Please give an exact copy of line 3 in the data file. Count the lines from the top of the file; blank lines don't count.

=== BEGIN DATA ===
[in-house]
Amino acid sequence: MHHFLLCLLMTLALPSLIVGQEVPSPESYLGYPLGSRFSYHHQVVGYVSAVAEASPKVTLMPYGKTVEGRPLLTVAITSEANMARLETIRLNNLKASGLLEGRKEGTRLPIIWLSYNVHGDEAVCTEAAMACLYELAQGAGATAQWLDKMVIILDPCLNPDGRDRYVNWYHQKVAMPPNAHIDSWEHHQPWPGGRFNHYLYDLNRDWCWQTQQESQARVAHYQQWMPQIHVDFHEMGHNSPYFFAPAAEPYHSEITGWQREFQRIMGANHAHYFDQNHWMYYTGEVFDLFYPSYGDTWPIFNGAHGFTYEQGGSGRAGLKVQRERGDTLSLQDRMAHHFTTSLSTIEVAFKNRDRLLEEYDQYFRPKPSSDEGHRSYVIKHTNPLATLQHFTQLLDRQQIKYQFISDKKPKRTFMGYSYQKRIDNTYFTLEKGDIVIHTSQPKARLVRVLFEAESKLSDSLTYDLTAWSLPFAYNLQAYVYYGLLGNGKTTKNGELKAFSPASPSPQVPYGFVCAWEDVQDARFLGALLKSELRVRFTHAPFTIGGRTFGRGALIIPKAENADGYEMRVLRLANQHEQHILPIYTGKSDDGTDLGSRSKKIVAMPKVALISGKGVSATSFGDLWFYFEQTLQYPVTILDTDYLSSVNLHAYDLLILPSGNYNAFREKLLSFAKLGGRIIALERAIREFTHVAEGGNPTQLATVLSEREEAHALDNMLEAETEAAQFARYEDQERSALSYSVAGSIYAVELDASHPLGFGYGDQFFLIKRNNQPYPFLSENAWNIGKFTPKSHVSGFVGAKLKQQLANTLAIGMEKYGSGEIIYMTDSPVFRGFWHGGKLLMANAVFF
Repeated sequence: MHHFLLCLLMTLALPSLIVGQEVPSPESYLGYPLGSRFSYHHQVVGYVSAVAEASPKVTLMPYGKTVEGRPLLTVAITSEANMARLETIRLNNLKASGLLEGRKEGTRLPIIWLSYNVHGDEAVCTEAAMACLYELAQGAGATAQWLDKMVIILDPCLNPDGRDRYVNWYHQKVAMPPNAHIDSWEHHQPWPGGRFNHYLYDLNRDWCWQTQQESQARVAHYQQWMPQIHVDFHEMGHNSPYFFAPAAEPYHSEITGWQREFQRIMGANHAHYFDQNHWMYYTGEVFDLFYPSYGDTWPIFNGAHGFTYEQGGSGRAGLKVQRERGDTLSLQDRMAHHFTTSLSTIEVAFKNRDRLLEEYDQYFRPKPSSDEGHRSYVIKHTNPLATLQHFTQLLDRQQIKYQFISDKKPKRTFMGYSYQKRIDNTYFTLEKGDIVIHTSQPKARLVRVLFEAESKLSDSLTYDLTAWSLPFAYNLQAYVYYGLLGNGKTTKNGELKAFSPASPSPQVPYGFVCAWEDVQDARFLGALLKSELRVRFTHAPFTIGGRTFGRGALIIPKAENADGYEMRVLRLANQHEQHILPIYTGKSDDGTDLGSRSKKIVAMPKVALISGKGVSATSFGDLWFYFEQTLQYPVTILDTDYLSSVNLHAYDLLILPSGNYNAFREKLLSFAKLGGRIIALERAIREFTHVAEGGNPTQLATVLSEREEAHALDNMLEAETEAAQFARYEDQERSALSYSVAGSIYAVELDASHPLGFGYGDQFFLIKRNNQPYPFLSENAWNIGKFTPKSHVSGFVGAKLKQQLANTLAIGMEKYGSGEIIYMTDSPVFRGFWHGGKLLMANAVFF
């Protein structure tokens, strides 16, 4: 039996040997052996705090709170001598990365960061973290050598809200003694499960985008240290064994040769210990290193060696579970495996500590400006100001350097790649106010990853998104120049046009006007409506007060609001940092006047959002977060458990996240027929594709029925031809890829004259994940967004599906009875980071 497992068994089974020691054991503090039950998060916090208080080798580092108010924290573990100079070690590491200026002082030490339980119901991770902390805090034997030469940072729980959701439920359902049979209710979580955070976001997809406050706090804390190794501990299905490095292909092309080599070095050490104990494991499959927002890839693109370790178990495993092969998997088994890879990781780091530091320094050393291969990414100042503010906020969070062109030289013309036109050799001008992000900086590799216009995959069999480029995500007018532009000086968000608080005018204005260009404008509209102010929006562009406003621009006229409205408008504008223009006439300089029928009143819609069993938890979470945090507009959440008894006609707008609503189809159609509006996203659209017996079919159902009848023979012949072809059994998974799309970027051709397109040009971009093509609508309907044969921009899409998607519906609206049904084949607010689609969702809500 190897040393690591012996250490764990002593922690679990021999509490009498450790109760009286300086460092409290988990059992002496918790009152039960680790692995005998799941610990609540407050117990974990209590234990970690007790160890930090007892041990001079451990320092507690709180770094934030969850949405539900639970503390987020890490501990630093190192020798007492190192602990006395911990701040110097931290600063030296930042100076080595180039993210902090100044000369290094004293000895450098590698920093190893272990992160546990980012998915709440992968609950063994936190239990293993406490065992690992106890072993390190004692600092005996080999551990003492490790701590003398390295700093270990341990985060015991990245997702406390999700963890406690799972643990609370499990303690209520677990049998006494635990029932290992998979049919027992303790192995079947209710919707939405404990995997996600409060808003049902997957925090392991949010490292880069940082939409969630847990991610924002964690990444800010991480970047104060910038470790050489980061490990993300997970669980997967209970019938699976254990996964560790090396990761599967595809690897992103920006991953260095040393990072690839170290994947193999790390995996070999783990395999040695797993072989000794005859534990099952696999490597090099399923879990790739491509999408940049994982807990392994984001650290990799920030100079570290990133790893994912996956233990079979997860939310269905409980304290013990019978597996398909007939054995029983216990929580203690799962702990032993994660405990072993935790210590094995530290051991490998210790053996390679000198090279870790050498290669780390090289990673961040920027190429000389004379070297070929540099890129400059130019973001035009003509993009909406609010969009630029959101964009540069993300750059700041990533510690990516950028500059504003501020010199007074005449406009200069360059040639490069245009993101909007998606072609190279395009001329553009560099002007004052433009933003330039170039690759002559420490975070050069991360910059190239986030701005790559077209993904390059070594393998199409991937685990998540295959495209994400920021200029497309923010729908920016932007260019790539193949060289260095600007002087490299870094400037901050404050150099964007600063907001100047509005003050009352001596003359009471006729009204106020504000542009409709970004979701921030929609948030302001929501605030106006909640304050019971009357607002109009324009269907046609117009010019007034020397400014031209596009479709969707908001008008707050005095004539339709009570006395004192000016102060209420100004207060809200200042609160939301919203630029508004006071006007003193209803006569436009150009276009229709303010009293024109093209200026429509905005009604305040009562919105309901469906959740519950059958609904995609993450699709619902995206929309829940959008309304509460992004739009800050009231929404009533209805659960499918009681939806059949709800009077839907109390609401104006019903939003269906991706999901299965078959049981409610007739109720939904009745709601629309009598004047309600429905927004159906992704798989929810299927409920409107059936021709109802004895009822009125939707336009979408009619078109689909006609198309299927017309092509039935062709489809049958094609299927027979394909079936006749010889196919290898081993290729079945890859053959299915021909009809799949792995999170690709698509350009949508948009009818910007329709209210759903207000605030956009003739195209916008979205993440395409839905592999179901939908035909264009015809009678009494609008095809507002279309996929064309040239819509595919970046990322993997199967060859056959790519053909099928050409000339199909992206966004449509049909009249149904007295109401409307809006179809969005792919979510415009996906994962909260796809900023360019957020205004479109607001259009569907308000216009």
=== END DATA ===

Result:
Repeated sequence: MHHFLLCLLMTLALPSLIVGQEVPSPESYLGYPLGSRFSYHHQVVGYVSAVAEASPKVTLMPYGKTVEGRPLLTVAITSEANMARLETIRLNNLKASGLLEGRKEGTRLPIIWLSYNVHGDEAVCTEAAMACLYELAQGAGATAQWLDKMVIILDPCLNPDGRDRYVNWYHQKVAMPPNAHIDSWEHHQPWPGGRFNHYLYDLNRDWCWQTQQESQARVAHYQQWMPQIHVDFHEMGHNSPYFFAPAAEPYHSEITGWQREFQRIMGANHAHYFDQNHWMYYTGEVFDLFYPSYGDTWPIFNGAHGFTYEQGGSGRAGLKVQRERGDTLSLQDRMAHHFTTSLSTIEVAFKNRDRLLEEYDQYFRPKPSSDEGHRSYVIKHTNPLATLQHFTQLLDRQQIKYQFISDKKPKRTFMGYSYQKRIDNTYFTLEKGDIVIHTSQPKARLVRVLFEAESKLSDSLTYDLTAWSLPFAYNLQAYVYYGLLGNGKTTKNGELKAFSPASPSPQVPYGFVCAWEDVQDARFLGALLKSELRVRFTHAPFTIGGRTFGRGALIIPKAENADGYEMRVLRLANQHEQHILPIYTGKSDDGTDLGSRSKKIVAMPKVALISGKGVSATSFGDLWFYFEQTLQYPVTILDTDYLSSVNLHAYDLLILPSGNYNAFREKLLSFAKLGGRIIALERAIREFTHVAEGGNPTQLATVLSEREEAHALDNMLEAETEAAQFARYEDQERSALSYSVAGSIYAVELDASHPLGFGYGDQFFLIKRNNQPYPFLSENAWNIGKFTPKSHVSGFVGAKLKQQLANTLAIGMEKYGSGEIIYMTDSPVFRGFWHGGKLLMANAVFF